July 11, 2001

A Column by Byron McAllister

Let's suppose the novel begins like this: "The client's name was Aloysius Archibald Wilberforce Smith, and my job was to shadow his ex-wife, Mehitabel Arabella Jones, hoping to determine whether George could justify writing her back into his will. Mehitabel was a dashing young woman and, even though she had abandoned Aloysius for reasons he still didn't understand, he still loved her."

At one time such names as Mehitabel, Arabella, and Aloysius, Archibald, Wilberforce were in common use. They have all become rare, for whatever reason. Our hypothetical novelist--let's call him Mike, because what the hell, it's a popular name--can call his detective's quarry Mehitabel Arabella Jones if he wants to. Shucks, he can call her Scknnxi Shtoorf if he wants to. But when he sends the book to an agent or an editor, the laughter that will be provoked by either the grossly out-of-fashion name or the silly one will be an impediment to acceptance--the only possible defense (and it may not work) being to launch immediately into some sort of discussion of the name.

I have a bit invested in defending out-of-fashion names, because the name I go by is Byron. It's still in use, but fairly rarely so. And it's very often misinterpreted as some variant of Bryan, which, we all know, comes in the form of Brian, Brien, and even Bryon. When people get my name wrong it can be because they didn't listen closely, don't read by looking at individual letters, suspect I mispronounced it, imagine that I misprinted it, or simply ran into a case where their fingers or their tongue didn't do things in the order they told them to. The fact that Byron is the name of a famous poet could help, but doesn't seem to--possibly because the man in question is a dead white male, hence among the super-sensitive quite out of fashion.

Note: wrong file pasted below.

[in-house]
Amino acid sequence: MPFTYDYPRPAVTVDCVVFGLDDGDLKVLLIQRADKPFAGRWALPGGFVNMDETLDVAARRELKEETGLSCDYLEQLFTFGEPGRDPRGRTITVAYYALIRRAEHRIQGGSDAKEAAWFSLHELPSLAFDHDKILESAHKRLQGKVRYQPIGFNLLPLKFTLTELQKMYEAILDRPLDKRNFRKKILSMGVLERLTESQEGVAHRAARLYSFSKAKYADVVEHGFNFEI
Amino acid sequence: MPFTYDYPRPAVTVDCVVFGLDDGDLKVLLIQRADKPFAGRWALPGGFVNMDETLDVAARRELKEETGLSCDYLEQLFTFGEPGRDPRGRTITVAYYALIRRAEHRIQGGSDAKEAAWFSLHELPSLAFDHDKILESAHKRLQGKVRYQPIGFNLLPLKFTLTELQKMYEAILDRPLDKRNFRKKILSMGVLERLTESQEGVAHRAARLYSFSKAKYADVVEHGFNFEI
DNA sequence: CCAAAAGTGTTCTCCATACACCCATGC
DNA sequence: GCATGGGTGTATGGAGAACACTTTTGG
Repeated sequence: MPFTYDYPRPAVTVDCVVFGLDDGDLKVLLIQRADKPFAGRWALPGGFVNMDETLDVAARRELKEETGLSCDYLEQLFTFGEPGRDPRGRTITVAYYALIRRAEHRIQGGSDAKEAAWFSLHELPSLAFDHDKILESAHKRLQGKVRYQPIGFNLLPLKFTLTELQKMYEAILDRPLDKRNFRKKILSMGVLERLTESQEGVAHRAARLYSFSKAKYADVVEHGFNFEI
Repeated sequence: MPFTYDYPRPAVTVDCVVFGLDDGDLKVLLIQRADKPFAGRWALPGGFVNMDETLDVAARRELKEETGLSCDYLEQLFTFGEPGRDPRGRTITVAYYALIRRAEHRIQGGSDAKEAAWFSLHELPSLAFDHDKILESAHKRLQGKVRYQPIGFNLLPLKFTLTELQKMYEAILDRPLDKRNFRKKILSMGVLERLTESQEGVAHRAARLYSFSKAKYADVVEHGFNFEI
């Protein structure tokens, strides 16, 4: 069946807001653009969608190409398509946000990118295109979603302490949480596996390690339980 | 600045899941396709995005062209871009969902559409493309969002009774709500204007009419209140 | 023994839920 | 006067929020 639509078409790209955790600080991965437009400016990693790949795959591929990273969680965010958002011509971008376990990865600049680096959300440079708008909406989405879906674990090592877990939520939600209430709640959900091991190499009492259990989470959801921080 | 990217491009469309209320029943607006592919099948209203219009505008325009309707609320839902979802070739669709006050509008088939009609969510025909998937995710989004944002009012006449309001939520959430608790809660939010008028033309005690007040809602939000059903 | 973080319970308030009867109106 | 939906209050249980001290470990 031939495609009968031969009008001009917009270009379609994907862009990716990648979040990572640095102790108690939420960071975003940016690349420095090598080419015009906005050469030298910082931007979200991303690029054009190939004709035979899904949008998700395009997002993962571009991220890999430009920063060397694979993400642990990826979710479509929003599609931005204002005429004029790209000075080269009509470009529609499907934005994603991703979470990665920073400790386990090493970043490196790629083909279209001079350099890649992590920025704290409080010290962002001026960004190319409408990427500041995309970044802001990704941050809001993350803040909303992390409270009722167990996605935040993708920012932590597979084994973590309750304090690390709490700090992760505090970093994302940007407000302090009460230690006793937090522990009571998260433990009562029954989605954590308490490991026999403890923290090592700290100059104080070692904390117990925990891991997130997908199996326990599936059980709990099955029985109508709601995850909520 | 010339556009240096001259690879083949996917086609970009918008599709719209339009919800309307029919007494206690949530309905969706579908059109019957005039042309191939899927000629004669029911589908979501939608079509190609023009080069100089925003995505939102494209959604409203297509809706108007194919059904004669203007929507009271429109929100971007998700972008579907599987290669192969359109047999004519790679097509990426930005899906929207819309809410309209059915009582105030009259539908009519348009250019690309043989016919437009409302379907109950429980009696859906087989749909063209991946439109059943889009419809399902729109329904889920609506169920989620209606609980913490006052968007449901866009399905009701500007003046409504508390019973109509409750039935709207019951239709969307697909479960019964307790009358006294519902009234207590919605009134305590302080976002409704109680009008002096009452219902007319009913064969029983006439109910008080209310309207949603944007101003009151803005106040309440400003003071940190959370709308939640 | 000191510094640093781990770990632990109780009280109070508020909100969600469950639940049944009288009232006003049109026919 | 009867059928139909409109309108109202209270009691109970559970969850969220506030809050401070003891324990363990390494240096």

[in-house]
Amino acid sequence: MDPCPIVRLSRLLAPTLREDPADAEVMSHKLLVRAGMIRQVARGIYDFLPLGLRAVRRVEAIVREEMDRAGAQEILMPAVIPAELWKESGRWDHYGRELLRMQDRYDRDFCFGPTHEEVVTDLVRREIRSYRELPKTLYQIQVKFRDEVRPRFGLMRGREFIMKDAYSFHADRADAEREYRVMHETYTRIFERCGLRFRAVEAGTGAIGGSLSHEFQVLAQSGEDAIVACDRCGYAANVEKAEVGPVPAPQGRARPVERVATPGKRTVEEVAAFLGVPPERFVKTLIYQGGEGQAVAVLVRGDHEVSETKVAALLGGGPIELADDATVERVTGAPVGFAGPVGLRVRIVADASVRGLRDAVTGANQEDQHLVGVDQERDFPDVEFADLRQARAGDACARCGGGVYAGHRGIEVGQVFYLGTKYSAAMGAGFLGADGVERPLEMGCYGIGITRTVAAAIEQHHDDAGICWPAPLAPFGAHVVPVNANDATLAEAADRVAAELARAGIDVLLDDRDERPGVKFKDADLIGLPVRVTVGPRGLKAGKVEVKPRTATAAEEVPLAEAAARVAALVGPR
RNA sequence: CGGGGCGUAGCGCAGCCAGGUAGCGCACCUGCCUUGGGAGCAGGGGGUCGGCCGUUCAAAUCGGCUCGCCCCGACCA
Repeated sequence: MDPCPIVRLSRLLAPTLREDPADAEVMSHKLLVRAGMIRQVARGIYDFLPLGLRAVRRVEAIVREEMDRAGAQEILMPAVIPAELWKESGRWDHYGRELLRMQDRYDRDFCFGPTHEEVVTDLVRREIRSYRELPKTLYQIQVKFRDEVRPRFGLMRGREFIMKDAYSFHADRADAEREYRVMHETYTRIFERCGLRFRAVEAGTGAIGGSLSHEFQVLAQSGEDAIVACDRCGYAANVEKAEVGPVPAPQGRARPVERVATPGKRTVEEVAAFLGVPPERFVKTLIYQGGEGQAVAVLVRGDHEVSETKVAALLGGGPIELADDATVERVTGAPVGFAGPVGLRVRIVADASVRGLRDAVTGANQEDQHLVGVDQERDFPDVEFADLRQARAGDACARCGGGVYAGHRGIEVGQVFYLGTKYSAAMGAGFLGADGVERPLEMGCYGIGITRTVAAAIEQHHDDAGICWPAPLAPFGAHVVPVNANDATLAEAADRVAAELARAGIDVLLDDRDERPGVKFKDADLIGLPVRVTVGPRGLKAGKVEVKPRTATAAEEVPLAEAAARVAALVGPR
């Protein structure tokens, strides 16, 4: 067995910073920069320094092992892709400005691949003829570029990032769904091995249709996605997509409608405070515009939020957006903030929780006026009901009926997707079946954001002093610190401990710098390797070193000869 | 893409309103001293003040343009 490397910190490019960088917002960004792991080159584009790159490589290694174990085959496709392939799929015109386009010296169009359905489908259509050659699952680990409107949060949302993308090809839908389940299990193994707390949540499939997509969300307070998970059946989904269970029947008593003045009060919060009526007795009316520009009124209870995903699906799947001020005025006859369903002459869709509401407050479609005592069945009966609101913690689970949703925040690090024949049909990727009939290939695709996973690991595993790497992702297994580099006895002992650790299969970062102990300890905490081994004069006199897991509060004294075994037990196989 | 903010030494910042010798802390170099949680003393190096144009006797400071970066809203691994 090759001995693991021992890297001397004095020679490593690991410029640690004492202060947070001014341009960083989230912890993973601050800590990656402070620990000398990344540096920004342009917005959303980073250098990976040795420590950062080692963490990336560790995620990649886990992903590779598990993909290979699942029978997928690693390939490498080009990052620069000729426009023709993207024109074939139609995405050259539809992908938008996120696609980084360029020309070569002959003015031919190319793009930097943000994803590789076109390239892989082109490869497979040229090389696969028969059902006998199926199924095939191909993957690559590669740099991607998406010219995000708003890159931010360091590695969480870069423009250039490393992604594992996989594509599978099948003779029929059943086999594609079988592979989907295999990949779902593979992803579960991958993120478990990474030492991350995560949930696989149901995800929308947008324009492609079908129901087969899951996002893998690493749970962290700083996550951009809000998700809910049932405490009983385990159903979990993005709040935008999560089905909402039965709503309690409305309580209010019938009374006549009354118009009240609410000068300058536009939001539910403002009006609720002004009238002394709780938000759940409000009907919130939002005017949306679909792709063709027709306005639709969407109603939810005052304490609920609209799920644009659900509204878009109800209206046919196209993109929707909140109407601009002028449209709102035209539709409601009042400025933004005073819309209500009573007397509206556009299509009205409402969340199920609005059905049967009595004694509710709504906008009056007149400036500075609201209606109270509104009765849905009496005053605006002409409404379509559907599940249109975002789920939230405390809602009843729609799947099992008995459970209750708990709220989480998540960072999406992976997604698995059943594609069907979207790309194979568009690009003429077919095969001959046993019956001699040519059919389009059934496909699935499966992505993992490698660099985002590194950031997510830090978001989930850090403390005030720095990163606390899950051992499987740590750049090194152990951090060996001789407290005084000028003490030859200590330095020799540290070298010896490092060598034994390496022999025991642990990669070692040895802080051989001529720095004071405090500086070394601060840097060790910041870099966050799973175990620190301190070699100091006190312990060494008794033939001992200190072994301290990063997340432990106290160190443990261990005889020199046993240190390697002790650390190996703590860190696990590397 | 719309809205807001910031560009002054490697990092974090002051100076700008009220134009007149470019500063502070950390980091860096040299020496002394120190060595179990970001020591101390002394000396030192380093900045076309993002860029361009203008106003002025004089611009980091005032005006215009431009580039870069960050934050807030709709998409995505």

My own investment, however, doesn't interfere with the fact that the name in the story has to fit the situation in the story. Byron might work in a mystery, especially since lots of readers will simply not notice the difference between Byron and Bryon, and can read it either way without hanging up. Mehitabel Arabella, on the other hand, cannot be glossed over, and hence cries out for explanation--and immediate explanation at that.

If you write, you can find books that tell you how to name your characters. I only have one of these (Writer's Digest's _Character Naming Sourcebook_, by Sherrilyn Kenyon, who has a first name that is at least irregular, and might need explanation in a mystery.) Despite some inadequacies, it has helped me a time or two. When I needed a Magyar surname, for example, I found enough of a hint to come up with one that probably works. So far the things I've used it in are all unaccepted, but the name is not likely to be the problem. If you write science fiction the problem is easy to solve: make sure you use r's, k's and th's and consonant clusters of various sorts that suggest the unpronounceable. But we're mainly talking mystery and detection here, and you have to avoid distractions of that sort.

However, what if you don't write mysteries-just read 'em? Well, if you--like me--were raised on phonics, you will be able to go from what you see on the page to some reasonable pronunciation. It may even be what the writer intended. But if it's too out-of-line, you're going to find it distracting. If you grew up with "look-and-say," you read a lot faster than I do, and you won't be vocalizing as you go (I don't mean I actually move my lips, but I do hear the sounds). But you're still going to be thrown by Mehitabel, or Arabella or Aloysius or Henrietta. Maybe even by Byron.

Try not to laugh.

Tolerance is the order of the day: go on until you find out whether you like the plot, the situation, the characterization, or whichever of the plethora of preferences you read mysteries for. Laughing too early can spoil the effect.